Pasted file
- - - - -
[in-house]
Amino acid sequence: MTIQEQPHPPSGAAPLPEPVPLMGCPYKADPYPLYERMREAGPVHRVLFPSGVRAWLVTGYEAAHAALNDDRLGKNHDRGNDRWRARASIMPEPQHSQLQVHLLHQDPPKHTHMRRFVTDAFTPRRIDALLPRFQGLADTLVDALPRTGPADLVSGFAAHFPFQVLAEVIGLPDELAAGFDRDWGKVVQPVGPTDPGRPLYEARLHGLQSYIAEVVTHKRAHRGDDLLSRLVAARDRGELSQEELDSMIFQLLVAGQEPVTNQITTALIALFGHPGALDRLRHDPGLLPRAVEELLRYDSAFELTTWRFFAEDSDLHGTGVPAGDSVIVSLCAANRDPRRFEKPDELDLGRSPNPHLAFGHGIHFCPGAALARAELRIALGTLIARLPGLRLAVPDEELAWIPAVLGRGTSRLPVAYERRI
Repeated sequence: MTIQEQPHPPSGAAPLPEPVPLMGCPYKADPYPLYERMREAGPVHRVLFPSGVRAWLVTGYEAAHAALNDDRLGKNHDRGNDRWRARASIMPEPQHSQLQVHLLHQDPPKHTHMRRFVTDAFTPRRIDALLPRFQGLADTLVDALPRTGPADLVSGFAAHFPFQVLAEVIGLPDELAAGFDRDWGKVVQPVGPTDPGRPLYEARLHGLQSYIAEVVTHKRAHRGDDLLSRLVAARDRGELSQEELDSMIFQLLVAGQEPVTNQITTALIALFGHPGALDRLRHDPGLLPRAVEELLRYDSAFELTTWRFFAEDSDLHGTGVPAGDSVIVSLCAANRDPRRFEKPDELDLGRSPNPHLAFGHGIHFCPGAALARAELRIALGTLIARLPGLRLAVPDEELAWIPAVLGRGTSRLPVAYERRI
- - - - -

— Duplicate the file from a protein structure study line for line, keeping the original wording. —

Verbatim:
[in-house]
Amino acid sequence: MTIQEQPHPPSGAAPLPEPVPLMGCPYKADPYPLYERMREAGPVHRVLFPSGVRAWLVTGYEAAHAALNDDRLGKNHDRGNDRWRARASIMPEPQHSQLQVHLLHQDPPKHTHMRRFVTDAFTPRRIDALLPRFQGLADTLVDALPRTGPADLVSGFAAHFPFQVLAEVIGLPDELAAGFDRDWGKVVQPVGPTDPGRPLYEARLHGLQSYIAEVVTHKRAHRGDDLLSRLVAARDRGELSQEELDSMIFQLLVAGQEPVTNQITTALIALFGHPGALDRLRHDPGLLPRAVEELLRYDSAFELTTWRFFAEDSDLHGTGVPAGDSVIVSLCAANRDPRRFEKPDELDLGRSPNPHLAFGHGIHFCPGAALARAELRIALGTLIARLPGLRLAVPDEELAWIPAVLGRGTSRLPVAYERRI
Repeated sequence: MTIQEQPHPPSGAAPLPEPVPLMGCPYKADPYPLYERMREAGPVHRVLFPSGVRAWLVTGYEAAHAALNDDRLGKNHDRGNDRWRARASIMPEPQHSQLQVHLLHQDPPKHTHMRRFVTDAFTPRRIDALLPRFQGLADTLVDALPRTGPADLVSGFAAHFPFQVLAEVIGLPDELAAGFDRDWGKVVQPVGPTDPGRPLYEARLHGLQSYIAEVVTHKRAHRGDDLLSRLVAARDRGELSQEELDSMIFQLLVAGQEPVTNQITTALIALFGHPGALDRLRHDPGLLPRAVEELLRYDSAFELTTWRFFAEDSDLHGTGVPAGDSVIVSLCAANRDPRRFEKPDELDLGRSPNPHLAFGHGIHFCPGAALARAELRIALGTLIARLPGLRLAVPDEELAWIPAVLGRGTSRLPVAYERRI